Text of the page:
A probation violation is a serious offense that can result in extensive jail time. In many criminal cases, especially misdemeanors, probation is granted in lieu of jail time. However, when criminal defendants violate their probation they may be sentenced to serve the rest of their probation in jail. Criminal arrest warrants don't expire. Instead, they must be revoked by a probation officer, judge or other officer of the court. Thus the period of time for which they are active is dependent on the terms of probation, as well as the discretion of probation officers and judges. If a warrant is not revoked, it will remain active indefinitely.
End of Probation
A probation violation must be prosecuted during the probation period. If a probation violation is discovered after the period of probation, an arrest warrant is not valid. This does not, however, mean that a defendant can't still be arrested. The defendant will simply have to draw the court's attention to the fact that the warrant was issued after the period of probation and the warrant will be dismissed.
Some state Supreme Courts have ruled that, after the term of probation has expired, defendants cannot be arrested for probation violations -- in some cases. If the probation violation was a crime, however, defendants can be arrested even after the probation period is over. Defendants on probation should consult their attorneys on this issue, and it is never advisable to evade arrest.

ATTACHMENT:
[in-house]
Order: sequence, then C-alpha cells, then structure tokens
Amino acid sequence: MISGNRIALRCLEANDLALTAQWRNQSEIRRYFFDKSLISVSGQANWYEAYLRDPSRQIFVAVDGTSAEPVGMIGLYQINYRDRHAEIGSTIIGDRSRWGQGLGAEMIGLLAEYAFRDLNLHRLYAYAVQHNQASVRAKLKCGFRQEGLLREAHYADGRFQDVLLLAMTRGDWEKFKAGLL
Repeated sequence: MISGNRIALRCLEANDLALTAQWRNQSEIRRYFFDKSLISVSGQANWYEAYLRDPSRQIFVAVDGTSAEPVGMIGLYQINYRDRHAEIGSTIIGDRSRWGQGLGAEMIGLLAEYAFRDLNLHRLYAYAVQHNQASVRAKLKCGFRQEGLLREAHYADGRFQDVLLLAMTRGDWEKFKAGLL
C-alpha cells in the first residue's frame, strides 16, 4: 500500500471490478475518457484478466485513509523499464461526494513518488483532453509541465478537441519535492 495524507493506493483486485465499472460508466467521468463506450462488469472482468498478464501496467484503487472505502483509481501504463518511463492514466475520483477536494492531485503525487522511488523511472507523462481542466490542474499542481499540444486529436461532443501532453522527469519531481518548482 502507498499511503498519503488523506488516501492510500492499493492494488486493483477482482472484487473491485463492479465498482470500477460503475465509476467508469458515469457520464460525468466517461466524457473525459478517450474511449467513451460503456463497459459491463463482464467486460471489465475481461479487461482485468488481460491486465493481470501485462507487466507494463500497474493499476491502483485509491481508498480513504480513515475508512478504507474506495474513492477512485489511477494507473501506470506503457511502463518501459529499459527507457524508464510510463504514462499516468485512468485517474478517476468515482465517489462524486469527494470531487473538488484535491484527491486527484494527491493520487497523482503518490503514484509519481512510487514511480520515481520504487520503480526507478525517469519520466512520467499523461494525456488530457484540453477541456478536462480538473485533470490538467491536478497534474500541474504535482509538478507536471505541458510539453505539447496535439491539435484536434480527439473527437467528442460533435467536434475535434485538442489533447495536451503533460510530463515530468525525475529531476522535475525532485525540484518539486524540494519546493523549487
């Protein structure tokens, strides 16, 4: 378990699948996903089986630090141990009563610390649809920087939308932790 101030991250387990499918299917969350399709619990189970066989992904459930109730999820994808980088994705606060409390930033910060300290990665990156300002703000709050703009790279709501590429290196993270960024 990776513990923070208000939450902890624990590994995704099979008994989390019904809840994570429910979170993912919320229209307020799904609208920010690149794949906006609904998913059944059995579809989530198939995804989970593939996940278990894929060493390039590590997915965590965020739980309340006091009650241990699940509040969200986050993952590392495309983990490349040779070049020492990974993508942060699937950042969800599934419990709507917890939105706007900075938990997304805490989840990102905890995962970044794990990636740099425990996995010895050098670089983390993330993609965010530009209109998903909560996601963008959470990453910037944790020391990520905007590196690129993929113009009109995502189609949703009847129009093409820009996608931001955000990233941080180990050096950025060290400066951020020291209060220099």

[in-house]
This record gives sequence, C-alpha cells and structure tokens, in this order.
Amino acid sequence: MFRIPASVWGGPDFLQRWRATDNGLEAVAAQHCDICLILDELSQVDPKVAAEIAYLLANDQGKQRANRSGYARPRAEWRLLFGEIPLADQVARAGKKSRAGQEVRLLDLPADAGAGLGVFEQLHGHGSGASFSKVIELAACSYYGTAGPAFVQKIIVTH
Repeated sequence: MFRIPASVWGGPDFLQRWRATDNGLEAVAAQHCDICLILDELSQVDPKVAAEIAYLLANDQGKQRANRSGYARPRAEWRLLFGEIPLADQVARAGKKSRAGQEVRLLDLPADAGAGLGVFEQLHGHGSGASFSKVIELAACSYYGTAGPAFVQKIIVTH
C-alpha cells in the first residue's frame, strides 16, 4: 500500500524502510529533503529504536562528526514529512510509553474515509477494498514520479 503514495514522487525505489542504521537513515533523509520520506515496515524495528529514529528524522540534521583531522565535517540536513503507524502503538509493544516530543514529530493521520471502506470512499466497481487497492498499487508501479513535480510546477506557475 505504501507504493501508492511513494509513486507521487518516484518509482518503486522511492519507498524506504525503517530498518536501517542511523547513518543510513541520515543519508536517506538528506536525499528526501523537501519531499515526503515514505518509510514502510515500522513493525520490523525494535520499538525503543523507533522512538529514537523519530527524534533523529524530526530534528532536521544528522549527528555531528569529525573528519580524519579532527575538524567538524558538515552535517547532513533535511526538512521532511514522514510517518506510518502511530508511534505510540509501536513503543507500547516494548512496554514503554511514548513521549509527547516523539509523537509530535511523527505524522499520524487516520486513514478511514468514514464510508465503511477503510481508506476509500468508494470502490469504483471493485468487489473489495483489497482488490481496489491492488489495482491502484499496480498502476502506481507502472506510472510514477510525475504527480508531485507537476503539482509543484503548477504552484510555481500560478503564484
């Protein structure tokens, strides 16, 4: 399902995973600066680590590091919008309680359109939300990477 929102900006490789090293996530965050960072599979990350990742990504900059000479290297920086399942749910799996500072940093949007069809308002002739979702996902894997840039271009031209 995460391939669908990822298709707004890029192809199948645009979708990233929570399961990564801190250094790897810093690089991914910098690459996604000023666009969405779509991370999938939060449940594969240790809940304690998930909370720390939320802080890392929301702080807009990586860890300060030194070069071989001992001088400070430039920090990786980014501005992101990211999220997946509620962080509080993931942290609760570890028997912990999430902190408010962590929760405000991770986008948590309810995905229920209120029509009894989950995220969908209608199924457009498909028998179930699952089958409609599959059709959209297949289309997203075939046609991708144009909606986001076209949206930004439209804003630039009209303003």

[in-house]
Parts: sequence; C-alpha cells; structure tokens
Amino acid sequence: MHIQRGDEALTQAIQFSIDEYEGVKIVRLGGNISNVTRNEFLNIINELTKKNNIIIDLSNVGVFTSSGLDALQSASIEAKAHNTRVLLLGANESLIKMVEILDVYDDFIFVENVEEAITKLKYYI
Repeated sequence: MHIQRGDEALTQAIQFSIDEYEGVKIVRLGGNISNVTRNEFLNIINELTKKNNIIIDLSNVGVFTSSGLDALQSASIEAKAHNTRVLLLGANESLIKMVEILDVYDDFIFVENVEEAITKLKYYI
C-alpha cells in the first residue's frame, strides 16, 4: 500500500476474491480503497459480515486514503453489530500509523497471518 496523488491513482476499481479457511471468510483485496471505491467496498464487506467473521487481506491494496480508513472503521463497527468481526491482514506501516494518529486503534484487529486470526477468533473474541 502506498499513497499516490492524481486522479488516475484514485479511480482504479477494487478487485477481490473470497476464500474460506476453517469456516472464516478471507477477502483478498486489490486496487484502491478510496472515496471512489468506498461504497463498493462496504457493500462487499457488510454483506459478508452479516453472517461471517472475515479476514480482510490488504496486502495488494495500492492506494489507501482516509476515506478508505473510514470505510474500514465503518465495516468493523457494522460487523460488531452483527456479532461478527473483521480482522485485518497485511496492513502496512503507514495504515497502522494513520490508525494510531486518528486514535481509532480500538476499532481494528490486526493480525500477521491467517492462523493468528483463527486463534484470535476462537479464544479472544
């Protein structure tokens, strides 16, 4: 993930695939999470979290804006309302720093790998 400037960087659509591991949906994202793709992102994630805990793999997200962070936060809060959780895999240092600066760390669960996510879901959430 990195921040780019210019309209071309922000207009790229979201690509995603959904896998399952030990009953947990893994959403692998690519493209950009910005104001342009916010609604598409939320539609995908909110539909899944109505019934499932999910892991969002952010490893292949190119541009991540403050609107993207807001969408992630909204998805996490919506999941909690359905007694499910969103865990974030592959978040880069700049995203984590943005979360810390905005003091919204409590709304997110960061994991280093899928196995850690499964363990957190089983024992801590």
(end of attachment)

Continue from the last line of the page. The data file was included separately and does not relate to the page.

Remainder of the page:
Arrest Probation Violations
Probation is almost always revoked when a defendant is arrested for another crime during the period of probation. If a defendant is found not guilty of the more recent charge or the charges are dismissed, the court may revoke the warrant. This is not guaranteed, however, and defendants may need to request that their attorneys file a request to have the warrant revoked. Otherwise, they may be immediately re-arrested for the probation violation.
Probation Officer Discretion
Probation officers have significant discretion over defendants in their charge. They may revoke warrants for defendants who are no longer on probation or for defendants they do not believe to be threats to society. When a warrant is issued for failure to meet with the probation officer, the probation officer may revoke the warrant when the defendant meets with the officer, particularly if the defendant has a valid excuse for missing the meeting.
Warrants may expire in other circumstances that are not time-specific. For example, when a defendant's probation officer changes, the warrant may get lost in a computer system or may be revoked by the old probation officer. Very old warrants on minor crimes may be lost or expire when states change computer systems.